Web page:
The Valuation Office Agency (VOA) disagreed with this as it drove a ‘coach and horses’ through previous case law on this subject and had enormous implications for them as occupiers in similar circumstances could seek to merge rating assessments where they were in the same building (or parade) but were not actually adjacent or contiguous.
The VOA appealed to the Upper Chamber and Court of Appeal and lost. They have, however, succeeded in the Supreme Court, which has ruled that there should be two separate rating assessments. The Supreme Court decision means the previous understanding prevails. Separately occupied properties will be separately assessed although there are one or two (different) circumstances where separate properties can be assessed together.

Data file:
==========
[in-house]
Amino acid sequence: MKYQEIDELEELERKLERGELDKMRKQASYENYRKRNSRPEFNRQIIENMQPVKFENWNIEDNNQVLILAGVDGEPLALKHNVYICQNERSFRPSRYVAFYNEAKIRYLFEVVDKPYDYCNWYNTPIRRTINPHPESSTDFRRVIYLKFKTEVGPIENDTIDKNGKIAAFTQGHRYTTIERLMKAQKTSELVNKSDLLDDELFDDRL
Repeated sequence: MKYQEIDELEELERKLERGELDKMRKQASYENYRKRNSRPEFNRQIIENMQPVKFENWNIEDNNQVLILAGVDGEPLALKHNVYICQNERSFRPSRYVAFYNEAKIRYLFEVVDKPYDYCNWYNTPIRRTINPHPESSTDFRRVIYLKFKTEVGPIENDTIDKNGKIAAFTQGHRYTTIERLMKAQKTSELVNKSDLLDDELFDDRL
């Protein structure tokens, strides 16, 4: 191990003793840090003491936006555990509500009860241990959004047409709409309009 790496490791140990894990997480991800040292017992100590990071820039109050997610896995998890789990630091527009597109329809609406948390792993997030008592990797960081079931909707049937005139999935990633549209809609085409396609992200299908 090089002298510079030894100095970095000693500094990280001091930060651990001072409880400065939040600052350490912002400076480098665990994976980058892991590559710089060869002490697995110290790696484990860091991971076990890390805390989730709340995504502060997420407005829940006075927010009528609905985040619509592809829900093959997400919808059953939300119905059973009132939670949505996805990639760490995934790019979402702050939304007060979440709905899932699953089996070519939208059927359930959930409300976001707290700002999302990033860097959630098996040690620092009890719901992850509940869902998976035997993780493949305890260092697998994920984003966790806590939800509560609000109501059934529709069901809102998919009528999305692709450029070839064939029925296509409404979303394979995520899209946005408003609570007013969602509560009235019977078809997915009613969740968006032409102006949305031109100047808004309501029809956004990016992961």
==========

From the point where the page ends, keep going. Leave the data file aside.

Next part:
Why is this important? Rating consultants and their clients were eagerly waiting to see if separate assessments could be merged and, if they could, would reductions in the total rateable values be possible because of lower rates being adopted for a bigger occupation and/or allowances to reduce the rating assessment because not adjacent properties were assessed as one.
The VOA will be breathing a sigh of relief. Had the decision gone the other way they would have been deluged with rating appeals to merge separate rating assessments that could result in a single, possibly lower, rating assessment.
The rating world now awaits with interest the final decision in another very important case Monk v Newbigin, which is all about repair.